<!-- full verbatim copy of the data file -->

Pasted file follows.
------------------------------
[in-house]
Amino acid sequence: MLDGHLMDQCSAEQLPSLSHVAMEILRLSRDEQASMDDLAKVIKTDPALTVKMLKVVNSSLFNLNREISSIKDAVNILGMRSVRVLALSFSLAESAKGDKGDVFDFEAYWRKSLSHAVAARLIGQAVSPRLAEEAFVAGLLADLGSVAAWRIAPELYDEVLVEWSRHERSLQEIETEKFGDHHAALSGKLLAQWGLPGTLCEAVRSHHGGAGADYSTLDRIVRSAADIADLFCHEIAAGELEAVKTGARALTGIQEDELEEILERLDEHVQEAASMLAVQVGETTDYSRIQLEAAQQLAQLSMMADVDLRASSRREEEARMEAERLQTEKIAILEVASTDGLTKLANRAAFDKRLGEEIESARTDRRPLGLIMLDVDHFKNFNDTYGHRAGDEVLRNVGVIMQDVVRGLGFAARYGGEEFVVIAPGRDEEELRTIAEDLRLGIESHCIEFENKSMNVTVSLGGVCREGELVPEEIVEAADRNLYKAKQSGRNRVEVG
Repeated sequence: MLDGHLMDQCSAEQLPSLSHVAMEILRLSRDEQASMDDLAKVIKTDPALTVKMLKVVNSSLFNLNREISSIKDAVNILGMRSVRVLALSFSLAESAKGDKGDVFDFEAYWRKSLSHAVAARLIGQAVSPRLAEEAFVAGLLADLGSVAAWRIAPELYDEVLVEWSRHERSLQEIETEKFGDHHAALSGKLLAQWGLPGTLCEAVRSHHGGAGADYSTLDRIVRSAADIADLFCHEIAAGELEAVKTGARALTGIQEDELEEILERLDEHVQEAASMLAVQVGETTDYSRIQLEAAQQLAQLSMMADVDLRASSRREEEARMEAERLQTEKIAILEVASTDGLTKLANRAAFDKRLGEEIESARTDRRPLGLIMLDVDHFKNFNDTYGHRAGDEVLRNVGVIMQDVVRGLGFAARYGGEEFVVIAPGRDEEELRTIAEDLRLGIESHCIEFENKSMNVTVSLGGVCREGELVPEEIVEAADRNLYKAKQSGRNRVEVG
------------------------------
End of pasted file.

[in-house]
Amino acid sequence: MLDGHLMDQCSAEQLPSLSHVAMEILRLSRDEQASMDDLAKVIKTDPALTVKMLKVVNSSLFNLNREISSIKDAVNILGMRSVRVLALSFSLAESAKGDKGDVFDFEAYWRKSLSHAVAARLIGQAVSPRLAEEAFVAGLLADLGSVAAWRIAPELYDEVLVEWSRHERSLQEIETEKFGDHHAALSGKLLAQWGLPGTLCEAVRSHHGGAGADYSTLDRIVRSAADIADLFCHEIAAGELEAVKTGARALTGIQEDELEEILERLDEHVQEAASMLAVQVGETTDYSRIQLEAAQQLAQLSMMADVDLRASSRREEEARMEAERLQTEKIAILEVASTDGLTKLANRAAFDKRLGEEIESARTDRRPLGLIMLDVDHFKNFNDTYGHRAGDEVLRNVGVIMQDVVRGLGFAARYGGEEFVVIAPGRDEEELRTIAEDLRLGIESHCIEFENKSMNVTVSLGGVCREGELVPEEIVEAADRNLYKAKQSGRNRVEVG
Repeated sequence: MLDGHLMDQCSAEQLPSLSHVAMEILRLSRDEQASMDDLAKVIKTDPALTVKMLKVVNSSLFNLNREISSIKDAVNILGMRSVRVLALSFSLAESAKGDKGDVFDFEAYWRKSLSHAVAARLIGQAVSPRLAEEAFVAGLLADLGSVAAWRIAPELYDEVLVEWSRHERSLQEIETEKFGDHHAALSGKLLAQWGLPGTLCEAVRSHHGGAGADYSTLDRIVRSAADIADLFCHEIAAGELEAVKTGARALTGIQEDELEEILERLDEHVQEAASMLAVQVGETTDYSRIQLEAAQQLAQLSMMADVDLRASSRREEEARMEAERLQTEKIAILEVASTDGLTKLANRAAFDKRLGEEIESARTDRRPLGLIMLDVDHFKNFNDTYGHRAGDEVLRNVGVIMQDVVRGLGFAARYGGEEFVVIAPGRDEEELRTIAEDLRLGIESHCIEFENKSMNVTVSLGGVCREGELVPEEIVEAADRNLYKAKQSGRNRVEVG